In this 3-part post we will take a step back and enjoy some of the unfolding story of the good news and how our King, Jesus, is bringing it to pass! We will take a look at: The first proclamation of the essence of the Gospel message, Salvation as Christ died and rose, and A look into the future through the Scriptures to the fulfillment of this wonderful promise.

The Promise of the Seed

The first recorded proclamation of the Gospel was pronounced as a curse against Satan in the hearing of Adam and Eve. As He did back then, Jesus continues to make known the manifold wisdom of God to principalities and powers in the heavenly places through His church (Ephesians 3:10). As the chains of slavery to fear, sin, and despair were falling onto the hands and feet of Adam and Eve (Romans 6:16; 8:15), our Redeemer walked into the scene and what to the serpent was a curse was a blessing to Adam and Eve.

“So the Lord God said to the serpent: ‘Because you have done this, you are cursed more than all cattle, and more than every beast of the field; on your belly you shall go, and you shall eat dust all the days of your life. And I will put enmity between you and the woman, and between your seed and her Seed; He shall bruise your head, And you shall bruise His heel.” Genesis 3:14-15

God promised that the Seed of the woman would crush the head of the serpent! Adam’s failure would be undone not by his seed but by the Seed of the woman, here we find the first indication that Messiah would be born of a virgin (Isaiah 7:14). Adam’s failure would impact not just the human race but all of the creation that God had subjected to Man’s authority (Romans 8:19-21). For God gave Man dominion over the works of His hands (Psalm 8:6). The devastating results of man’s fall would be seen in the unfolding of time as the fruit of the tree of the Knowledge of Good and Evil in man, the fruit of man’s acquaintance with evil through rebellion, would mature.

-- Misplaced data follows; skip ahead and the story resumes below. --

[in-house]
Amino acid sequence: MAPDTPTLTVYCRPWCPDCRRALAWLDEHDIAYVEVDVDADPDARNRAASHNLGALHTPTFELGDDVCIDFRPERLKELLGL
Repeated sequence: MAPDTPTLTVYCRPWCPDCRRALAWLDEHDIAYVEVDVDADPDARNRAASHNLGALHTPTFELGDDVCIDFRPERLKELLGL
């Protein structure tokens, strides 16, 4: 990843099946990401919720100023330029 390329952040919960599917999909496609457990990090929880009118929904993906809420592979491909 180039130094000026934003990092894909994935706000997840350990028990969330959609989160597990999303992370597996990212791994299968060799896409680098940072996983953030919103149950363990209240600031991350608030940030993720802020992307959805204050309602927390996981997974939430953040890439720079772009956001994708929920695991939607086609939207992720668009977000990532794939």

Somehow through Adam’s agreement with the serpent to rebel against God, the dominion and authority entrusted to Adam was temporarily delivered to Satan. Death from then on would become the norm of the human experience; death of those things that are good and beautiful. Sickness, disease, corruption, etc. would dominate the experience of the created order. Satan in a moment went from being cast down to once again having power and influence. Paul described him as “the prince of the power of the air” as he wrote to the church in Ephesus (Ephesians 2:2). The beauty and harmony that once existed in creation was disturbed by a filthy frequency in the air. “But God who is rich in mercy” (Ephesians 2:4) intervened in that moment with a sound of hope. The voice of God walked into the Garden of Eden.